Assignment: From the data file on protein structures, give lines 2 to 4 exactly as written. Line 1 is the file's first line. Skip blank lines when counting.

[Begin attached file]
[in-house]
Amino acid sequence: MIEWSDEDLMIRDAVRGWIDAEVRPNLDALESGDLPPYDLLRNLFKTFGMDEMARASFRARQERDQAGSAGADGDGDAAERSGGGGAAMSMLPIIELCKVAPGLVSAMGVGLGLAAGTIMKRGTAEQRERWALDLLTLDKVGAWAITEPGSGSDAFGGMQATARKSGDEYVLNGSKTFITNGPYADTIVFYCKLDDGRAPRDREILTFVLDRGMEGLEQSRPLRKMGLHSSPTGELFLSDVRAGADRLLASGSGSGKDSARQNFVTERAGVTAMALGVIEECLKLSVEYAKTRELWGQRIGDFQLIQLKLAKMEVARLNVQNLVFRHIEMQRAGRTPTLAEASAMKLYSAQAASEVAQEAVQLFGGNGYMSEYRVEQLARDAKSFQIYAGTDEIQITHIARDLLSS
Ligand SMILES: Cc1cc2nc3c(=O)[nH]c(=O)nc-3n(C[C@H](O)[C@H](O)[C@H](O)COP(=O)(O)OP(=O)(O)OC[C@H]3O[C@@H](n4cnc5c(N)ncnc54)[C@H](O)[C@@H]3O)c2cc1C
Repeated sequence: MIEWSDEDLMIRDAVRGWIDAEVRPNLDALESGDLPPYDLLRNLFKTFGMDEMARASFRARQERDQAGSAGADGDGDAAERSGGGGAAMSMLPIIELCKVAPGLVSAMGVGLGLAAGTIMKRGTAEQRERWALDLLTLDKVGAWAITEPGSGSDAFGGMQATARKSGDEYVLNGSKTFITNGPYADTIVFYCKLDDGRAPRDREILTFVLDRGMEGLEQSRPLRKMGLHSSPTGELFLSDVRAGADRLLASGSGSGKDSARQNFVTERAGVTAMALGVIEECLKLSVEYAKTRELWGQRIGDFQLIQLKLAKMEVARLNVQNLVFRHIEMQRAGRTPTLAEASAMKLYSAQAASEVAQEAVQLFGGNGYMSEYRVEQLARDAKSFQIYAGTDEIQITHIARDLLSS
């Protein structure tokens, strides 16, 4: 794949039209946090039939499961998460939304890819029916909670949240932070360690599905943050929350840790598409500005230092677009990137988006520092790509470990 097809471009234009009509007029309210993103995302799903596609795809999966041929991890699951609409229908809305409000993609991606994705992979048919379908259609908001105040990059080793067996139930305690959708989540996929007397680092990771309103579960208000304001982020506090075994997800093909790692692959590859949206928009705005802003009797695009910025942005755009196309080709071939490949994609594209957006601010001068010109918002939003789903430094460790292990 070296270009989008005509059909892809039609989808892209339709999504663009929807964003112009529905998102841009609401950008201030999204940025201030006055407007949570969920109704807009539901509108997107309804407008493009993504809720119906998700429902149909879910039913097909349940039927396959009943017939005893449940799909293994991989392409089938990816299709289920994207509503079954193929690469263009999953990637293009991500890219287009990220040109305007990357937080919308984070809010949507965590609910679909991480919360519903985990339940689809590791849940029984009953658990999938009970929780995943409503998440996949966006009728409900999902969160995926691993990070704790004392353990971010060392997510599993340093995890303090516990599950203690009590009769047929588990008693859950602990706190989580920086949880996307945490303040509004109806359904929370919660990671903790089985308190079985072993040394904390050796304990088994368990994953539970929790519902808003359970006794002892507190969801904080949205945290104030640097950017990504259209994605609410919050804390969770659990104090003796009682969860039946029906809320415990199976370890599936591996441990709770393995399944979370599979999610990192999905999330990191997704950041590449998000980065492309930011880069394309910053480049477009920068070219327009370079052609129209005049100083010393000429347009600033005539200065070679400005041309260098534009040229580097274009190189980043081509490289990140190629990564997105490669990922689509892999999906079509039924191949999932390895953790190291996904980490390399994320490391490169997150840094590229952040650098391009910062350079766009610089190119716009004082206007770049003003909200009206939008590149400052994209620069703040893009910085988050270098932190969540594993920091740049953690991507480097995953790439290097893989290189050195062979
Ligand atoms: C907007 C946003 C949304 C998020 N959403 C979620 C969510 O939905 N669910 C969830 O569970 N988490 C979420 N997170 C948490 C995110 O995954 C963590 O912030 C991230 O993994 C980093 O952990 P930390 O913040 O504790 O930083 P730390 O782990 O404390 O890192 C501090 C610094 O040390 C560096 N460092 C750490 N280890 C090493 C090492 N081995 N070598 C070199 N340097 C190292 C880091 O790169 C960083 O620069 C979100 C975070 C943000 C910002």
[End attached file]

Amino acid sequence: MIEWSDEDLMIRDAVRGWIDAEVRPNLDALESGDLPPYDLLRNLFKTFGMDEMARASFRARQERDQAGSAGADGDGDAAERSGGGGAAMSMLPIIELCKVAPGLVSAMGVGLGLAAGTIMKRGTAEQRERWALDLLTLDKVGAWAITEPGSGSDAFGGMQATARKSGDEYVLNGSKTFITNGPYADTIVFYCKLDDGRAPRDREILTFVLDRGMEGLEQSRPLRKMGLHSSPTGELFLSDVRAGADRLLASGSGSGKDSARQNFVTERAGVTAMALGVIEECLKLSVEYAKTRELWGQRIGDFQLIQLKLAKMEVARLNVQNLVFRHIEMQRAGRTPTLAEASAMKLYSAQAASEVAQEAVQLFGGNGYMSEYRVEQLARDAKSFQIYAGTDEIQITHIARDLLSS
Ligand SMILES: Cc1cc2nc3c(=O)[nH]c(=O)nc-3n(C[C@H](O)[C@H](O)[C@H](O)COP(=O)(O)OP(=O)(O)OC[C@H]3O[C@@H](n4cnc5c(N)ncnc54)[C@H](O)[C@@H]3O)c2cc1C
Repeated sequence: MIEWSDEDLMIRDAVRGWIDAEVRPNLDALESGDLPPYDLLRNLFKTFGMDEMARASFRARQERDQAGSAGADGDGDAAERSGGGGAAMSMLPIIELCKVAPGLVSAMGVGLGLAAGTIMKRGTAEQRERWALDLLTLDKVGAWAITEPGSGSDAFGGMQATARKSGDEYVLNGSKTFITNGPYADTIVFYCKLDDGRAPRDREILTFVLDRGMEGLEQSRPLRKMGLHSSPTGELFLSDVRAGADRLLASGSGSGKDSARQNFVTERAGVTAMALGVIEECLKLSVEYAKTRELWGQRIGDFQLIQLKLAKMEVARLNVQNLVFRHIEMQRAGRTPTLAEASAMKLYSAQAASEVAQEAVQLFGGNGYMSEYRVEQLARDAKSFQIYAGTDEIQITHIARDLLSS